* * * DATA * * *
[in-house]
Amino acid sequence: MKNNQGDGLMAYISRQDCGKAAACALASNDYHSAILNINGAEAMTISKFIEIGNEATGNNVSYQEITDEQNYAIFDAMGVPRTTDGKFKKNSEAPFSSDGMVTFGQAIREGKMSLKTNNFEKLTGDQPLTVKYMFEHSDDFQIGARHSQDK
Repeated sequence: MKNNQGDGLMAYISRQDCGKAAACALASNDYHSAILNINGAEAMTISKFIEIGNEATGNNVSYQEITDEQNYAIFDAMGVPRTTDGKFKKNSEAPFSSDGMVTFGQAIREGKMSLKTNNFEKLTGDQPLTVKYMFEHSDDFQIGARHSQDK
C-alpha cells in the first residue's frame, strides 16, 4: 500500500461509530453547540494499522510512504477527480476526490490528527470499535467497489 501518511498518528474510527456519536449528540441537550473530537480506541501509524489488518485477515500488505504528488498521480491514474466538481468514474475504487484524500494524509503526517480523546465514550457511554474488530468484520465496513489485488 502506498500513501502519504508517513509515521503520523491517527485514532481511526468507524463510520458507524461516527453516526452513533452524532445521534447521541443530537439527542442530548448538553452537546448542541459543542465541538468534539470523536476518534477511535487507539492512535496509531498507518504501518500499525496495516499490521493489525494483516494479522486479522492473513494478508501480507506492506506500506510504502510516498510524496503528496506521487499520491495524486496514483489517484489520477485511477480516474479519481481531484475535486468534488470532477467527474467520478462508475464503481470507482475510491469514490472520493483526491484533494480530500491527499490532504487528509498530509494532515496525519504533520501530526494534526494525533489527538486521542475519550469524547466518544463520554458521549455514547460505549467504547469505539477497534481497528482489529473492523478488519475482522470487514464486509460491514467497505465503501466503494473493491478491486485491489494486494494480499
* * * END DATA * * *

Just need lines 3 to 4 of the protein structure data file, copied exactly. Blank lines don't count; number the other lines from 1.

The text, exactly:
Repeated sequence: MKNNQGDGLMAYISRQDCGKAAACALASNDYHSAILNINGAEAMTISKFIEIGNEATGNNVSYQEITDEQNYAIFDAMGVPRTTDGKFKKNSEAPFSSDGMVTFGQAIREGKMSLKTNNFEKLTGDQPLTVKYMFEHSDDFQIGARHSQDK
C-alpha cells in the first residue's frame, strides 16, 4: 500500500461509530453547540494499522510512504477527480476526490490528527470499535467497489 501518511498518528474510527456519536449528540441537550473530537480506541501509524489488518485477515500488505504528488498521480491514474466538481468514474475504487484524500494524509503526517480523546465514550457511554474488530468484520465496513489485488 502506498500513501502519504508517513509515521503520523491517527485514532481511526468507524463510520458507524461516527453516526452513533452524532445521534447521541443530537439527542442530548448538553452537546448542541459543542465541538468534539470523536476518534477511535487507539492512535496509531498507518504501518500499525496495516499490521493489525494483516494479522486479522492473513494478508501480507506492506506500506510504502510516498510524496503528496506521487499520491495524486496514483489517484489520477485511477480516474479519481481531484475535486468534488470532477467527474467520478462508475464503481470507482475510491469514490472520493483526491484533494480530500491527499490532504487528509498530509494532515496525519504533520501530526494534526494525533489527538486521542475519550469524547466518544463520554458521549455514547460505549467504547469505539477497534481497528482489529473492523478488519475482522470487514464486509460491514467497505465503501466503494473493491478491486485491489494486494494480499